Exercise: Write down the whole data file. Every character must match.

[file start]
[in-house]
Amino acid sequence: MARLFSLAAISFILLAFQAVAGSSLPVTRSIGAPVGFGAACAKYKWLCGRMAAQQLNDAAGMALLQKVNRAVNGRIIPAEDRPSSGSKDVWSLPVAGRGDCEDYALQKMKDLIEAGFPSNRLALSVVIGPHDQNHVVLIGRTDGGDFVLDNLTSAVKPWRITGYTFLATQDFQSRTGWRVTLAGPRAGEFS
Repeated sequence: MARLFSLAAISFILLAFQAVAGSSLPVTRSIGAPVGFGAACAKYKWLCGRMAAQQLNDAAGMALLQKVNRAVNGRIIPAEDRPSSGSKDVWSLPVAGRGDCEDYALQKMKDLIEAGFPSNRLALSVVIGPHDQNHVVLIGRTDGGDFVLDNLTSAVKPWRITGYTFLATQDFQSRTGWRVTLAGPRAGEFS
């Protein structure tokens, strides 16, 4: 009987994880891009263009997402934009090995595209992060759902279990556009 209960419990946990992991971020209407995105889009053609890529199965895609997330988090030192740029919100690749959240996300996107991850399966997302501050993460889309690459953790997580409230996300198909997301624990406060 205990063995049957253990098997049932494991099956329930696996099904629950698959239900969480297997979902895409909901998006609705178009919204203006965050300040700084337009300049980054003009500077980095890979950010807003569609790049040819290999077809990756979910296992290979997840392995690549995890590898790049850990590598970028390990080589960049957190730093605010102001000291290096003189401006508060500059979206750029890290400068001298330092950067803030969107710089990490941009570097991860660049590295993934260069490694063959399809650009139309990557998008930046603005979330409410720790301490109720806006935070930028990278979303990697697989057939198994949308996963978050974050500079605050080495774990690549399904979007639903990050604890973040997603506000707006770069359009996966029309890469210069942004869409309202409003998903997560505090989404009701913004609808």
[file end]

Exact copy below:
[in-house]
Amino acid sequence: MARLFSLAAISFILLAFQAVAGSSLPVTRSIGAPVGFGAACAKYKWLCGRMAAQQLNDAAGMALLQKVNRAVNGRIIPAEDRPSSGSKDVWSLPVAGRGDCEDYALQKMKDLIEAGFPSNRLALSVVIGPHDQNHVVLIGRTDGGDFVLDNLTSAVKPWRITGYTFLATQDFQSRTGWRVTLAGPRAGEFS
Repeated sequence: MARLFSLAAISFILLAFQAVAGSSLPVTRSIGAPVGFGAACAKYKWLCGRMAAQQLNDAAGMALLQKVNRAVNGRIIPAEDRPSSGSKDVWSLPVAGRGDCEDYALQKMKDLIEAGFPSNRLALSVVIGPHDQNHVVLIGRTDGGDFVLDNLTSAVKPWRITGYTFLATQDFQSRTGWRVTLAGPRAGEFS
């Protein structure tokens, strides 16, 4: 009987994880891009263009997402934009090995595209992060759902279990556009 209960419990946990992991971020209407995105889009053609890529199965895609997330988090030192740029919100690749959240996300996107991850399966997302501050993460889309690459953790997580409230996300198909997301624990406060 205990063995049957253990098997049932494991099956329930696996099904629950698959239900969480297997979902895409909901998006609705178009919204203006965050300040700084337009300049980054003009500077980095890979950010807003569609790049040819290999077809990756979910296992290979997840392995690549995890590898790049850990590598970028390990080589960049957190730093605010102001000291290096003189401006508060500059979206750029890290400068001298330092950067803030969107710089990490941009570097991860660049590295993934260069490694063959399809650009139309990557998008930046603005979330409410720790301490109720806006935070930028990278979303990697697989057939198994949308996963978050974050500079605050080495774990690549399904979007639903990050604890973040997603506000707006770069359009996966029309890469210069942004869409309202409003998903997560505090989404009701913004609808």